When determining how many calories you should consume each day to lose weight, your activity level (exercise activity and non-exercise activity) plays a huge factor into this number.
Most people over-estimate their activity level.
They're making assumptions about their exercise frequency - some weeks they exercise once or twice per week, some weeks they exercise 5 times per week. But they calculated their calorie needs based on them exercising 5 times per week. It's very inconsistent and they fail to make the food adjustments accordingly.
They're making assumptions about their non-exercise activity level. Much like the "I eat pretty healthy" statement, most people say "I'm pretty active." Yet they sit at their desk all day but for a few breaks to the bathroom and lunch. They sit in their car on their commutes... and then they walk their dog for 1/2 of a mile. This is very sedentary. I would argue that your non-exercise activity level has a greater influence on your calorie needs than your exercise (for general population, not athletes).
Calorie trackers through FitBits, Whoops, Garmins, etc are very inaccurate. The technology we have as wearables are pretty accurate for tracking heart rate but they are still very erroneous when it comes to calories burned - anywhere between 25%-90% off!!! That's a huge problem if you're using that data to determine how much food you need eat. Metabolisms (the amount of calories you burn) are very unique to the individual and is far to complex for your wearable or treadmill to calculate.
You're not measuring accurately.
Let's say we have determined the correct amount of calories you need to consume to reach your goal. The application of that calorie goal can be tricky.
People are not great at accurately (and consistently!) tracking everything they consume in a day.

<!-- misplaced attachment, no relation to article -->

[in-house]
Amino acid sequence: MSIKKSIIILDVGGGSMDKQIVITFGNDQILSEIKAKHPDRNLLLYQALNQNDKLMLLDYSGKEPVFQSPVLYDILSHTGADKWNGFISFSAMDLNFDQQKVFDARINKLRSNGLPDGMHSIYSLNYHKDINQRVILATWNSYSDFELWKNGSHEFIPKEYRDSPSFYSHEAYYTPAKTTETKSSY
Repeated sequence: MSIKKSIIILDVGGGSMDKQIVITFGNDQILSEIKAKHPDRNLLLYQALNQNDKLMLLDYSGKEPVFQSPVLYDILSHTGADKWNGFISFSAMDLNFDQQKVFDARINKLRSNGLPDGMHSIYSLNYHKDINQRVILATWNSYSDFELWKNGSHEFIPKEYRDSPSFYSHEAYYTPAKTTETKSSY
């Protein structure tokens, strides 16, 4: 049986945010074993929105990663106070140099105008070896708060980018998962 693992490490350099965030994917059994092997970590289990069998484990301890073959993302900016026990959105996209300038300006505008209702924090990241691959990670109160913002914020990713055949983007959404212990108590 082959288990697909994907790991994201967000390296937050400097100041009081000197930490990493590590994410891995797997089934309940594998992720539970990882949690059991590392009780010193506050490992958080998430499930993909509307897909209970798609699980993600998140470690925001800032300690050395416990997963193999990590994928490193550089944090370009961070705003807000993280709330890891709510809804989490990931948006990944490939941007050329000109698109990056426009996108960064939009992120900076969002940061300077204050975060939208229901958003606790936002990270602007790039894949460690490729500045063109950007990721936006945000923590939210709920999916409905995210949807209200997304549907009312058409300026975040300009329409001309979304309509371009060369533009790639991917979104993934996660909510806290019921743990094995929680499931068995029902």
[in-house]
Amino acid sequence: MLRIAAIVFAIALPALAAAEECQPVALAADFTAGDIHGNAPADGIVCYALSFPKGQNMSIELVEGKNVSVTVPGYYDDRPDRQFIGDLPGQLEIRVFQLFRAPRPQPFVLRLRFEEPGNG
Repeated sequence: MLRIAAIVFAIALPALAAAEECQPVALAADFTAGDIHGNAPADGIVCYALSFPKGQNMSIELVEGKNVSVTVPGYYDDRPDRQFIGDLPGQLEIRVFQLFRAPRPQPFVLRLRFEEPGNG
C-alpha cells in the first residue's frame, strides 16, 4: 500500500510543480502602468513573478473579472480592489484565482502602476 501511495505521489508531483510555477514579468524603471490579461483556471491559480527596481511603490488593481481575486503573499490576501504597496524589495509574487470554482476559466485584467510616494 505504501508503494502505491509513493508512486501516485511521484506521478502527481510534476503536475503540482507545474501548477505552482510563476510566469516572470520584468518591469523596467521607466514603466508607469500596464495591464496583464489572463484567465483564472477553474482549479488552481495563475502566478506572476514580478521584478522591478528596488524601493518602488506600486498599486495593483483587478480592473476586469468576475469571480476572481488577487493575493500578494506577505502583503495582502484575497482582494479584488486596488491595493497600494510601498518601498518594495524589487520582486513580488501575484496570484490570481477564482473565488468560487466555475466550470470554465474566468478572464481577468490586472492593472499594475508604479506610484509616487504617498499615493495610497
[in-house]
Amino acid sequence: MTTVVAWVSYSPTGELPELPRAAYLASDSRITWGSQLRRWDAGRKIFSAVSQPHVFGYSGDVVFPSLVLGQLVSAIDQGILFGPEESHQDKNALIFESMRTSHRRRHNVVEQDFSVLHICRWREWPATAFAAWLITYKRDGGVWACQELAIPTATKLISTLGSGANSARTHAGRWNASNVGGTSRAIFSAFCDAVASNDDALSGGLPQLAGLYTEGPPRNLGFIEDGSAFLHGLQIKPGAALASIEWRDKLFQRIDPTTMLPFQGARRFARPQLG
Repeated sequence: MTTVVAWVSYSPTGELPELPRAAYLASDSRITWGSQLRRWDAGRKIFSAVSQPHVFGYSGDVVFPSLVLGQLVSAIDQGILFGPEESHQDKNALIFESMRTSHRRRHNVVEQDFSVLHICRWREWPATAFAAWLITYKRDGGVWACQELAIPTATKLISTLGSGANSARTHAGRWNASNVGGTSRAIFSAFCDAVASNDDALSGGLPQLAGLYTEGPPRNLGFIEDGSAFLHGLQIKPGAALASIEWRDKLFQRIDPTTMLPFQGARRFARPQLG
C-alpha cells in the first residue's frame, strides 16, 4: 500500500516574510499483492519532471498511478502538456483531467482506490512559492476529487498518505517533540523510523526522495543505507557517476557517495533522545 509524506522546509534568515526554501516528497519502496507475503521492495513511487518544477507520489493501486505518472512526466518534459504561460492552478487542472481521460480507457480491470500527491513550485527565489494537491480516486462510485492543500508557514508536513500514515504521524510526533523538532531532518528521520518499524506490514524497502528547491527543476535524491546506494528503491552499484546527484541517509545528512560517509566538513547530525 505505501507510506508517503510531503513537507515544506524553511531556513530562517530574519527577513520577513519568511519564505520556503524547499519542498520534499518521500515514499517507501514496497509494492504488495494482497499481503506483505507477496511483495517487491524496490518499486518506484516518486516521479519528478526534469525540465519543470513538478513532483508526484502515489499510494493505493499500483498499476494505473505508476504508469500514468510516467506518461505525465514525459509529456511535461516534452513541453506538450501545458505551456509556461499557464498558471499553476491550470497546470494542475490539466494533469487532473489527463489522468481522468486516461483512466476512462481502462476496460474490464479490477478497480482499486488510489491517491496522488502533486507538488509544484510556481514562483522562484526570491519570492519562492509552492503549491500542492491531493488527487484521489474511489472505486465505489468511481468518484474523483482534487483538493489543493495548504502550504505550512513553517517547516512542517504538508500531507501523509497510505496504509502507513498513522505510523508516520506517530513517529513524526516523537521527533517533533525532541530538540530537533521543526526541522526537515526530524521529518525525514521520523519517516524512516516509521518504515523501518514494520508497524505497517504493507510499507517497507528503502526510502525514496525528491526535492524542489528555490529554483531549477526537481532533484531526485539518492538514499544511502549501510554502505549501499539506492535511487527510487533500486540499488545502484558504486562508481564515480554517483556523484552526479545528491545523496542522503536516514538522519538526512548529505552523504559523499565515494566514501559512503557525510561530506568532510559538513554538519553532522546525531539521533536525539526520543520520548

A few extra bites here, your child's leftover chicken tender, some extra oil to cook with, eyeballing this, estimating that, forgetting to track the drinks you consume, the sauces and condiments you add to your food, etc.
I have had many conversations with women like this "I've been eating about 1,000 calories per day for months and I'm not losing weight." In my mind, I know this is highly unlikely to eat that little of food and to not lose any weight. They're simply unaware of the extra calories they're consuming.
Unless you're being fed by a metabolic lab where all variables are controlled, you're probably eating more than you think. This is not an intentional lie or exaggeration - most people don't track their intake as precisely as they claim. It's a skill you can learn with the help of a coach.
One of the best pieces of advice and tools I can recommend you use right away is to journal and document for at least a week.
I recommend writing down every single thing you eat & drink, your sleep, your steps, your bodyweight each morning after you go to the bathroom, your stress levels, your exercise, how these things differ on weekdays to weekends, etc.
These are some (not all) of the factors we consider when guiding people on their nutrition and eating habits.
Everyone's needs are different - we all have different goals, metabolisms, body composition, activity levels, exercise routines, lifestyles, schedules, stressors, diet history, food sensitivities, hormones and much more.
Don't get overwhelmed with trying to figure all of this out on your own. We can help! Transformation is what we do best at Elevate.
Take advantage of our free consult so we can discuss your struggles and get you on the right path. We'll make this the last program you'll ever have to start.
-Nicole Race, Owner